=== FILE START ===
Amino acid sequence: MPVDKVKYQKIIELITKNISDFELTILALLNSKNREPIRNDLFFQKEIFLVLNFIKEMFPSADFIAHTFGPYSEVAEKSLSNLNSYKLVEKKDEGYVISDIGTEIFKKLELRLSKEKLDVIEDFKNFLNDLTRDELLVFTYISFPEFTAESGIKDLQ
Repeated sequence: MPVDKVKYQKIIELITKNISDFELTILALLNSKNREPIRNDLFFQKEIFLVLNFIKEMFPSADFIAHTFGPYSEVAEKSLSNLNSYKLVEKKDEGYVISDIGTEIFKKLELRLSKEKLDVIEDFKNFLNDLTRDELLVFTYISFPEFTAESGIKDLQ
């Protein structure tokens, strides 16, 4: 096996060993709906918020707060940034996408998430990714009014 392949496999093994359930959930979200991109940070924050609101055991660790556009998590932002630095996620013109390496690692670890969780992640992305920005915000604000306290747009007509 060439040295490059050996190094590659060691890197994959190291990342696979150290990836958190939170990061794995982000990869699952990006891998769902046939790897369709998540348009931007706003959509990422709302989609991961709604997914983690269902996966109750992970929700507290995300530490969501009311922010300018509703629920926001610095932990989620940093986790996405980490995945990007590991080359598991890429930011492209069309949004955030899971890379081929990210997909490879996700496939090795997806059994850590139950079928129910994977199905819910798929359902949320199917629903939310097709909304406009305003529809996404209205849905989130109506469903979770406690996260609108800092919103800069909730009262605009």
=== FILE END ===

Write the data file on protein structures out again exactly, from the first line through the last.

Amino acid sequence: MPVDKVKYQKIIELITKNISDFELTILALLNSKNREPIRNDLFFQKEIFLVLNFIKEMFPSADFIAHTFGPYSEVAEKSLSNLNSYKLVEKKDEGYVISDIGTEIFKKLELRLSKEKLDVIEDFKNFLNDLTRDELLVFTYISFPEFTAESGIKDLQ
Repeated sequence: MPVDKVKYQKIIELITKNISDFELTILALLNSKNREPIRNDLFFQKEIFLVLNFIKEMFPSADFIAHTFGPYSEVAEKSLSNLNSYKLVEKKDEGYVISDIGTEIFKKLELRLSKEKLDVIEDFKNFLNDLTRDELLVFTYISFPEFTAESGIKDLQ
């Protein structure tokens, strides 16, 4: 096996060993709906918020707060940034996408998430990714009014 392949496999093994359930959930979200991109940070924050609101055991660790556009998590932002630095996620013109390496690692670890969780992640992305920005915000604000306290747009007509 060439040295490059050996190094590659060691890197994959190291990342696979150290990836958190939170990061794995982000990869699952990006891998769902046939790897369709998540348009931007706003959509990422709302989609991961709604997914983690269902996966109750992970929700507290995300530490969501009311922010300018509703629920926001610095932990989620940093986790996405980490995945990007590991080359598991890429930011492209069309949004955030899971890379081929990210997909490879996700496939090795997806059994850590139950079928129910994977199905819910798929359902949320199917629903939310097709909304406009305003529809996404209205849905989130109506469903979770406690996260609108800092919103800069909730009262605009």